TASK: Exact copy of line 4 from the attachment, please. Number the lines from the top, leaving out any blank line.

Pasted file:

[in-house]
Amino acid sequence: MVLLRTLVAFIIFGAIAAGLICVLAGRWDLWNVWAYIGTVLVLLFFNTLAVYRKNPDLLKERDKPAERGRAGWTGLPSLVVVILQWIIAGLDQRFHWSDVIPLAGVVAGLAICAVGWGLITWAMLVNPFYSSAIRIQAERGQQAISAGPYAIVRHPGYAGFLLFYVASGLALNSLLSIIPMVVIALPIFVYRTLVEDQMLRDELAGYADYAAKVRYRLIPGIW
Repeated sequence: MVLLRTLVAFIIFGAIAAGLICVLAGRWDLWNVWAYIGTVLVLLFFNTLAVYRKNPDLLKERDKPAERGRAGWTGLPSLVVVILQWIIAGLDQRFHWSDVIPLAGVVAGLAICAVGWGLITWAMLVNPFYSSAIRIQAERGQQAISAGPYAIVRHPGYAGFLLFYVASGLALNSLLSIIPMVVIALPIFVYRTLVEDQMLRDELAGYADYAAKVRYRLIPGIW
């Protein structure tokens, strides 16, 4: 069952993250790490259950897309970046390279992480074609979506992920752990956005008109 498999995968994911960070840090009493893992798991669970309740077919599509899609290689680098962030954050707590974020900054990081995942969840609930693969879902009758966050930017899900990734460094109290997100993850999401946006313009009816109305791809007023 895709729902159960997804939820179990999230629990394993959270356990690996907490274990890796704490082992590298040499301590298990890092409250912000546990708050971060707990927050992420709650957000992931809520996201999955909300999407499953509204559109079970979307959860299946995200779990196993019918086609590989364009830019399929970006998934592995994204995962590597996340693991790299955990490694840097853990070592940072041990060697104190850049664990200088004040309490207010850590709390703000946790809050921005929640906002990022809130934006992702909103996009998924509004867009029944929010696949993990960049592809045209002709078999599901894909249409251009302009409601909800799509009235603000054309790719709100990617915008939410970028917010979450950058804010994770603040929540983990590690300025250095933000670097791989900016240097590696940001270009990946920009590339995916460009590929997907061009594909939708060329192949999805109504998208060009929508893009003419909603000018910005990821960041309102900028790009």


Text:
């Protein structure tokens, strides 16, 4: 069952993250790490259950897309970046390279992480074609979506992920752990956005008109 498999995968994911960070840090009493893992798991669970309740077919599509899609290689680098962030954050707590974020900054990081995942969840609930693969879902009758966050930017899900990734460094109290997100993850999401946006313009009816109305791809007023 895709729902159960997804939820179990999230629990394993959270356990690996907490274990890796704490082992590298040499301590298990890092409250912000546990708050971060707990927050992420709650957000992931809520996201999955909300999407499953509204559109079970979307959860299946995200779990196993019918086609590989364009830019399929970006998934592995994204995962590597996340693991790299955990490694840097853990070592940072041990060697104190850049664990200088004040309490207010850590709390703000946790809050921005929640906002990022809130934006992702909103996009998924509004867009029944929010696949993990960049592809045209002709078999599901894909249409251009302009409601909800799509009235603000054309790719709100990617915008939410970028917010979450950058804010994770603040929540983990590690300025250095933000670097791989900016240097590696940001270009990946920009590339995916460009590929997907061009594909939708060329192949999805109504998208060009929508893009003419909603000018910005990821960041309102900028790009």